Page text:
Clearly Europe will have a major impact on which direction price action ultimately breaks for both Treasury Bonds and the S&P 500. Fourth quarter earnings and final gross domestic product numbers will also be quite telling as to the strength of the marketplace. However, the U.S. Dollar and the Federal Reserve’s forward monetary policy in 2012 will likely seal the fate for both government bonds and equities.
My contention is that the Federal Reserve may find themselves in quite a predicament which may not have a positive long term outcome for the United States regardless of their decision. If Europe starts to fall apart, I will be shocked if the Federal Reserve does not come out with QE III.
The implication of QE III could be quite severe and could cause the Dollar to fall off of a cliff. The Federal Reserve would rather have inflation than deflation, that is without debate. If Europe starts to falter, deflation will become the buzz word and the Federal Reserve will likely act.
If Europe starts to break down and the Federal Reserve does nothing I expect to see a major selloff in risk assets as money will pour into the short term safety and liquidity of U.S. Dollars and Treasuries.
If the Fed initiates QE III, risk assets will rally sharply as gold, silver, oil, and the S&P 500 will benefit. Commodities will enter their final bubble while the S&P 500 eventually would break down violently as interest rates and higher commodity prices hammer the economic cycle.
The daily chart of the U.S. Dollar Index and the Reuters/Jefferies CRB Commodity Index are shown below:
The U.S. Dollar is trading in a consolidation zone near the recent highs. In addition, the U.S. Dollar Index has traced out a rising wedge pattern which could ultimately break in either direction and reinforces that a major inflection point is upon us.
A pullback that tests the lower support level seems likely based on seasonality. These charts are all indicative that something is brewing in the early part of 2012 which may result in major moves in a variety of underlying asset classes.
Reuters/Jefferies Commodity Index Daily Chart
The CRB Index is trading right at key support. Price action could form a double bottom and bounce higher to test the descending resistance line shown above. I would point out the oversold nature of the CRB Index presently. A bounce appears likely, the question is whether price will be able to push through resistance.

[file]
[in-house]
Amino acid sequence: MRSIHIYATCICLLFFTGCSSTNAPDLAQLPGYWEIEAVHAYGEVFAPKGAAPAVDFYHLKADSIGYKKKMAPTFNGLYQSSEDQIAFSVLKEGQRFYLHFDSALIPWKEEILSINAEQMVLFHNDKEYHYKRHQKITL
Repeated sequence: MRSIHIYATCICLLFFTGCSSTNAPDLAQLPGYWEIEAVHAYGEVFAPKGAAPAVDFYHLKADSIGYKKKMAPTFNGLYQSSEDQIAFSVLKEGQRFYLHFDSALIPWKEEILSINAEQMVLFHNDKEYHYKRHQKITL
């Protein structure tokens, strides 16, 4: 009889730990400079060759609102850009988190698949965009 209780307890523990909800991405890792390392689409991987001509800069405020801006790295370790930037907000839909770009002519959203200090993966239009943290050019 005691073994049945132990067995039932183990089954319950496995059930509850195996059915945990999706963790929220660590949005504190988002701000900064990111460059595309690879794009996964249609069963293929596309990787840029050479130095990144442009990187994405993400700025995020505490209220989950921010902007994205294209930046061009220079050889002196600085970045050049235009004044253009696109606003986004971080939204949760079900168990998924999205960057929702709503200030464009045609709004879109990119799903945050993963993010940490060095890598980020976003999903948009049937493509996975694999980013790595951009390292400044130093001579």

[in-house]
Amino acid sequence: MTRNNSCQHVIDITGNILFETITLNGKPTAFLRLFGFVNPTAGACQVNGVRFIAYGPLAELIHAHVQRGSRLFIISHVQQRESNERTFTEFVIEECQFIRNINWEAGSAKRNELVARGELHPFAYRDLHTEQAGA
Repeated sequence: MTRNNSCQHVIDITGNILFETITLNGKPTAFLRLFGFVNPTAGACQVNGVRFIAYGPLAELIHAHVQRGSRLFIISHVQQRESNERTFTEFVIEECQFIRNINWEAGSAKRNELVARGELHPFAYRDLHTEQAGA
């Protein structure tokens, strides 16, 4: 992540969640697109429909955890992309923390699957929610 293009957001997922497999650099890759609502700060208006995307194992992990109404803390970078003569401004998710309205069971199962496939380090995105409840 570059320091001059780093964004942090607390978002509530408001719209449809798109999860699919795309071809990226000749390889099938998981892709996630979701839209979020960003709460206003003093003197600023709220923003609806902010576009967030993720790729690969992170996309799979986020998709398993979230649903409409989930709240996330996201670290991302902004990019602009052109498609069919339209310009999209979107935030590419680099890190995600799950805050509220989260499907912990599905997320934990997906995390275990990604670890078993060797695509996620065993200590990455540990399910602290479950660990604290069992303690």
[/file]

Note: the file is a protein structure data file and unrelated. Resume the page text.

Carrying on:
A bounce may work off oversold conditions and allow for a major retest of the October 2011 lows. It is not an accident that major underlying asset classes are all coiled up in what is going to be a major move in the early part of 2012. The stage is set, the only question is which outcome and price direction occurs.
I would point out that the Dollar is trading in a tight consolidation zone presently and could break in either direction while the Commodity Index could either be putting in a double bottom (bullish) or possibly could breakdown to new lows. The stage is set for 2012, the question is which direction Mr. Market will choose?
I do not have an opinion at this point in time as to how this situation will finally be resolved. I plan on monitoring the price action while waiting patiently for breakouts in either direction to be confirmed. Europe and the U.S. Dollar are going to be critical in 2012, that is obvious.
We are presently at a major inflection point and frankly whether Santa Claus comes to Wall Street in 2011 is not nearly as important as what happens in the 1st Quarter of 2012 as all of these charts will likely see some form of resolution. Be careful out there.
This material should not be considered investment advice. J.W. Jones is not a registered investment advisor. Under no circumstances should any content from this article or the OptionsTradingSignals.com website be used or interpreted as a recommendation to buy or sell any type of security or commodity contract. This material is not a solicitation for a trading approach to financial markets. Any investment decisions must in all cases be made by the reader or by his or her registered investment advisor. This information is for educational purposes only.
Pic credit: All Posters